Dr. Rumu Sarkar serves as General Counsel to Millennium Partners, an international development consulting group based in Charlottesville, VA. Ms. Sarkar was also the former General Counsel for the 2005 Defense Base Closure and Realignment (BRAC) Commission. She also served as the General Counsel for the Overseas Basing Commission, prior to joining the BRAC Commission. Ms. Sarkar was also the former Assistant General Counsel for Administrative Affairs for the Overseas Private Investment Corporation (OPIC), and formerly a staff attorney with the Office of the General Counsel of the U.S. Agency for International Development (USAID). She began her career as a litigation associate with two Wall Street law firms in New York. Ms. Sarkar has also had a distinguished academic career both in teaching and publishing. She is currently a non-resident Assistant Professor at the Uniformed Services University of Health Sciences, located at the Walter Reed National Military Medical Center in Bethesda, MD. She won a Fulbright Scholarship and lectured at the John Paul II School of Law in Lublin, Poland in 2016. Professor Sarkar was also a Distinguished Guest Lecturer and served on the Advisory Board for Loyola University Chicago School of Law. She was also an Adjunct Law Professor and a Visiting Researcher at the Georgetown University Law Center where she taught several graduate law (LL.M.) seminars. Professor Sarkar has authored three legal texts and many law review articles. Dr. Sarkar completed her undergraduate studies at Barnard College, Columbia University; her law degree from the Antioch School of Law; and her Masters of Law (LL.M.) degree, and her Ph.D. in Philosophy from Newnham College, Cambridge University. She is a member of the NY, DC and U.S. Supreme Court Bars.


Résumé
This book describes how international development works, its shortcomings, its theoretical and practical foundations, along with prescriptions for the future. International Development Law provides the reader with new perspectives on the origins of global poverty, identifies legal impediments to sustainable economic growth, and provides a better understanding of the challenges faced by the international community in resolving global poverty issues. The text is structured into two basic parts: the first part deals with the theoretical and philosophic foundations of the subject, and the second part sets forth issues relating to the international financial architecture, namely, international borrowing practices, privatization, and emerging economies. In particular, the book provides new, innovative analysis on corruption as an impediment to sustainable development. The three interlocking facets of corruption are examined: transnational organized crime, Islamic-based international terrorism, and corruption within emerging economies and the international banking system. Thus fresh new analysis adds depth and clarity to a field that heretofore has been scattered and superficial. Finally, the right to development within the international human rights discourse is critically reviewed, particularly in light of new jurisprudence emerging from the African context.This book offers a fresh, new and balanced legal perspective on the development process. The text has been rigorously researched and has many practical facets based on the author's professional experience within the international development field. It is an invaluable research and teaching tool since it takes a multidisciplinary approach to putting complex issues, legal trends and political questions into a clear, new perspective that is highly analytical as well as accessible to the reader. The author's elegant legal prose is both powerful and persuasive.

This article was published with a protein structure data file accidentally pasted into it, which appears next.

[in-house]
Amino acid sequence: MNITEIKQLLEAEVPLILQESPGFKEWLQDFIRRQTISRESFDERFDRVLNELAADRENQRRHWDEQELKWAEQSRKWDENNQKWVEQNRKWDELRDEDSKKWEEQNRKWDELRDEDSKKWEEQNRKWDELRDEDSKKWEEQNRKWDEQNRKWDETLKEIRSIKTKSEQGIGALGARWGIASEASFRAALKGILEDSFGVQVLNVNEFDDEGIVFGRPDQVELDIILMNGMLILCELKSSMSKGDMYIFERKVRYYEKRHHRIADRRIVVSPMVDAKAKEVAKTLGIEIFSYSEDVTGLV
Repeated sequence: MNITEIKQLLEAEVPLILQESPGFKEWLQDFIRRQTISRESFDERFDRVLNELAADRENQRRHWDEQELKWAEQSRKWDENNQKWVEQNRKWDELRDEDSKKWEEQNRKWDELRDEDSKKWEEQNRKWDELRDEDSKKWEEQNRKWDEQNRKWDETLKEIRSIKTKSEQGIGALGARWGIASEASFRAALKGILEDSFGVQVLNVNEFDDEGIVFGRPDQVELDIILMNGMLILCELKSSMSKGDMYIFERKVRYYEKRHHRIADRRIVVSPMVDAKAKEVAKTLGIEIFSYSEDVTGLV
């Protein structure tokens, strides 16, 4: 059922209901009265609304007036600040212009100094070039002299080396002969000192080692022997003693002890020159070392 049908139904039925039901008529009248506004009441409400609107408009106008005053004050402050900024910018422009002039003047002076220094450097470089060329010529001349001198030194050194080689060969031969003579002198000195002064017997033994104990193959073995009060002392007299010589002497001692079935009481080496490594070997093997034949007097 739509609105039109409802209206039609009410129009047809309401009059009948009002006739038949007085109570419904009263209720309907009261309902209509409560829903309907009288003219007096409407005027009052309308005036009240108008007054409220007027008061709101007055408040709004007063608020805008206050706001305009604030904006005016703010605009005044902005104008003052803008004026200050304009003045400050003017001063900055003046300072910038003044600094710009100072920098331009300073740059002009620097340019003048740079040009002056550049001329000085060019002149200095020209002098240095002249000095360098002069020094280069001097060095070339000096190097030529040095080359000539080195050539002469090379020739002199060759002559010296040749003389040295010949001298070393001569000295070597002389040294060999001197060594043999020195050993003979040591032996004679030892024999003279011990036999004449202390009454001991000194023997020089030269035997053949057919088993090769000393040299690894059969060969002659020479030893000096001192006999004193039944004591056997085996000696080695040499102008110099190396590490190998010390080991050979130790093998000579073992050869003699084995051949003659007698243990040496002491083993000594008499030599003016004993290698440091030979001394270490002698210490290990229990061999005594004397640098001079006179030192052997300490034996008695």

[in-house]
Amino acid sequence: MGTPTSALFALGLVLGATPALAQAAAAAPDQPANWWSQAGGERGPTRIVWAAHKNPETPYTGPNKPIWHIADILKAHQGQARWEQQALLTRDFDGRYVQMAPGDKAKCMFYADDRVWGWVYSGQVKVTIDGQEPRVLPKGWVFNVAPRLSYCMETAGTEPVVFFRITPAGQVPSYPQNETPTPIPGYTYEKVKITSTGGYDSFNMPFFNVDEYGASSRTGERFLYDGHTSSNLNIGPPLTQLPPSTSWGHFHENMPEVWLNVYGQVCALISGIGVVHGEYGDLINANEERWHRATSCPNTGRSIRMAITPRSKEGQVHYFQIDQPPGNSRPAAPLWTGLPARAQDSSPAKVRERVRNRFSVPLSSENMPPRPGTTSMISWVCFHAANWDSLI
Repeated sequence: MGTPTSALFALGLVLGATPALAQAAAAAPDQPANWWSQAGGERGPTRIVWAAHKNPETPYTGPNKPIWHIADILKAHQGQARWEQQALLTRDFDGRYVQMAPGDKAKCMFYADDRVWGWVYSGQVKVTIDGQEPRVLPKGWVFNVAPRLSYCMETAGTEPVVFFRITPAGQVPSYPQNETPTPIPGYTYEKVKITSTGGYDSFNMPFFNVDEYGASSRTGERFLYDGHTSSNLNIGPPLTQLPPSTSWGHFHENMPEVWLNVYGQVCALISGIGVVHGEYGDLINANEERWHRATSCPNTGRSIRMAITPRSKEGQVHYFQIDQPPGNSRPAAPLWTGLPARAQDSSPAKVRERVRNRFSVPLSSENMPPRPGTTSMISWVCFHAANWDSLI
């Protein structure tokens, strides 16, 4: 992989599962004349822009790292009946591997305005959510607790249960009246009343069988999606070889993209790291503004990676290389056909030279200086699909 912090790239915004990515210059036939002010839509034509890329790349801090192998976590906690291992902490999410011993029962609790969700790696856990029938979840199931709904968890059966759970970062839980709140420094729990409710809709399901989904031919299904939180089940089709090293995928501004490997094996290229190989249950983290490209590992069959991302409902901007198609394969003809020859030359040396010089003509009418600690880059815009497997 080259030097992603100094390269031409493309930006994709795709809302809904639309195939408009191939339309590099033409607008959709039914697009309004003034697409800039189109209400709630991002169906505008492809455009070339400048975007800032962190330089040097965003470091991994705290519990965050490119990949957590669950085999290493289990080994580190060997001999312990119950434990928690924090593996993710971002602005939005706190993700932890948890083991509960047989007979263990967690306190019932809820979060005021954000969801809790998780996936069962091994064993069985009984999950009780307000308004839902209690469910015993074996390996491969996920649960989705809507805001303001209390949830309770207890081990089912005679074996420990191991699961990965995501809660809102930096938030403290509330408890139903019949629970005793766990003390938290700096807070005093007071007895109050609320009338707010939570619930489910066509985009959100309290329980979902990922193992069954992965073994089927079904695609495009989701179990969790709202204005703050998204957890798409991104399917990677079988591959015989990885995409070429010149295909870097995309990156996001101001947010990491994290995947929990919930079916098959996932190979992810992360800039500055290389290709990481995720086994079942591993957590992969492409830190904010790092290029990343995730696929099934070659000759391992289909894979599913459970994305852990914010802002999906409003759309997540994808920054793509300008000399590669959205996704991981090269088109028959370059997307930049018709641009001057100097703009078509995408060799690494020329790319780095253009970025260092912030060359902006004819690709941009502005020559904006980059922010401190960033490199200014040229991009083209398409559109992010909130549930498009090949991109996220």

Contenu
Introduction: Setting the Stage.- Part I.- The Rule of Law.- The Rule of Law: Theoretical Principles.- International Development Law: Substantive Principles.- Is There a Human Right to Development?.- Part II.- International Financial Architecture.- Sovereign Borrowing and Debt: Legal Implications.- Privatization as a Development Strategy.- Emerging Capital Economies.- Corruption and Its Consequences.- Afterthought.

Informations sur le produit

Titre: International Development Law
Sous-titre: Rule of Law, Human Rights & Global Finance
Auteur:
Code EAN: 9783030400712
Protection contre la copie numérique: filigrane numérique
Format: eBook (pdf)
Producteur: Springer-Verlag GmbH
Genre: Droit
nombre de pages: 453
Parution: 26.03.2020
Taille de fichier: 5.5 MB